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Robert Vega, Director FAC 18 / 2304 Whitis Ave. Stop G6200 78712-1508 • 512-471-7900

Graduate Student Profiles - Philosophy

Malcolm Keating – Indian Philosophy (Buddhism) and Philosophy of Language
Guha Krishnamurthi – Logic, Indian Philosophy, Epistemology, and Jurisprudence; Dual Degree Law (JD)
Malte Willer – Language and Logic

MALTE WILLER


Graduate Program: Ph.D., Philosophy, The University of Texas at Austin; Dissertation: “Modality in Flux”; Fall 2010 Update: Dr. Willer is currently an Assistant Professor of Philosophy at the University of Chicago (tenure-track)

Other Degree: M.Phil., Philosophy, Ludwig-Maximilians-Universität München – Munich, Germany

What is grad school life like?
As a UT philosophy graduate student, you have a relatively light teaching load: three hours of weekly teaching and some grading. The rest of the time you’re spending taking classes or trying to write something incredibly brilliant. The latter is especially important since you want to publish as much as possible in top journals while in graduate school, since that is a necessary requirement for a successful career in philosophy. In my personal experience, to be minimally successful in philosophy, one has to be really good. To become really good, one has to work really, really hard (in addition to being smart). There is no “work-life balance” since your work just is your life.

What is a typical day in the life of a grad student?
This depends on the stage in which you are in your training. In the first years, you usually take classes (9/week). Most of your off-class time is devoted to doing the relevant readings and writing the required term-papers. Some minor teaching load rounds off the day. During your third year you should become serious about a specific research topic. You start working on a prospectus that, ideally, should become a substantial chapter of your later dissertation. In the following years you get involved 100% in research and your days (and nights) are spent preparing dissertation chapters, journal articles, conference presentations, etc. If by that time you have become an Assistant Instructor, you also have a more substantial teaching load and need to prepare lectures at least every other day. It is a very, very intense life---challenging, but also rewarding.

What is the coolest thing about your graduate program?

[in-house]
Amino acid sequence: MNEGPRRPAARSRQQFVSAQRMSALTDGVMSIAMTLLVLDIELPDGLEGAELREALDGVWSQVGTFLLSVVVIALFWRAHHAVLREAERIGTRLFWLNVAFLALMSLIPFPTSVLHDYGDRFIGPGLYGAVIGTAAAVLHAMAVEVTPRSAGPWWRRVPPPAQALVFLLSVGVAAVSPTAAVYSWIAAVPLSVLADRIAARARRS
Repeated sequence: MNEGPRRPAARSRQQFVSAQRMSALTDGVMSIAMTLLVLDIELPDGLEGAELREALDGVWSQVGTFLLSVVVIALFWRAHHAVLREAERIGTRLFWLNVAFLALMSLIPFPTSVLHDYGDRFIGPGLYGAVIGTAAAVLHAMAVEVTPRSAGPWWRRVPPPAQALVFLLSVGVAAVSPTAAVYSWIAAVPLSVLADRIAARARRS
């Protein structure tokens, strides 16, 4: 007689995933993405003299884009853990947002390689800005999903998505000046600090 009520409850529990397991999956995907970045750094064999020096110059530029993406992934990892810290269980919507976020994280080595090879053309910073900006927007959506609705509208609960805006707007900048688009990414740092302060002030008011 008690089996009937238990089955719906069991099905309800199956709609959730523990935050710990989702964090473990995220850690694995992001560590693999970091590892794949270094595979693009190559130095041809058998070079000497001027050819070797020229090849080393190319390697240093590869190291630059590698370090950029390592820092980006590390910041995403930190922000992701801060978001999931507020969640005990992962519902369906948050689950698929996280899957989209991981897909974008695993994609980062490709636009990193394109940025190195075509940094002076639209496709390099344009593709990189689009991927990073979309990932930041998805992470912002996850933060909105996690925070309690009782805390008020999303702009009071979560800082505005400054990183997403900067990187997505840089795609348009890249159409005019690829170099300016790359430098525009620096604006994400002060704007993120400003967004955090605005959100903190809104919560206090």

I especially value the very supportive atmosphere. Faculty spend a lot of time giving students detailed feedback on their work and trying to make them better philosophers. Graduate students support each other in preparing papers, presentations, etc. Philosophy is hard, and it is impossible to become a good philosopher without having a bunch of smart people around who help you in your endeavors.

Where are you in the PhD sequence?
I am currently a Ph.D. candidate. It is very nice to be able to focus on your own research, though, of course, also a bit daunting.

Can you tell us a bit more about your current research interests?
My research is quite interdisciplinary, incorporating insights and techniques from linguistics and computer science. The title of my dissertation is “Modality in Flux”. I study the meaning and logic of modal expressions like “might”, “must”, “ought”, etc., and why they matter for philosophy. Virtually everyone believes that modals are used to describe facts. For example, when I say that the keys might be in the car, I am saying that it is compatible with what I know that the keys are in the car. I show that this view is mistaken and advocate a new way of interpreting the language of modality, which takes its starting point from observations about what we do when we speak. The formal details of the resulting view are then elaborated using techniques from computer science.

Do you have teaching responsibilities in your department?
I am currently an Assistant Instructor in philosophy. The teaching load is higher than the one of a TA since one is responsible for all course content. On the plus side, one can design one’s own course and avoids the grading (provided one has a TA). Plus, it is very rewarding, and one learns a lot trying to understand the material in such a way that one can teach it. I have been a TA before that. As a TA, you hold weekly discussion sections; grading work depends on the individual class, so that is hard to generalize.

What would you consider to be the greatest difference from your time as an undergrad?
Getting a PhD is like going to work: you now have a job, though it is not really well paid. As an undergraduate, someone always takes you by the hand and tells you what to do next. This is not what you will experience in graduate school. It is your responsibility to find out what is required to be successful, and to act accordingly. The most difficult thing is to develop your own research program: you have to find a topic that is established enough so that people will find it easy to appreciate its importance, but it has to be fresh enough so that you can come up with ideas no one else has had before. As an undergraduate, you can get away without developing something ground breaking---this will not be good enough once you are in graduate school, at least if you want a job in academia.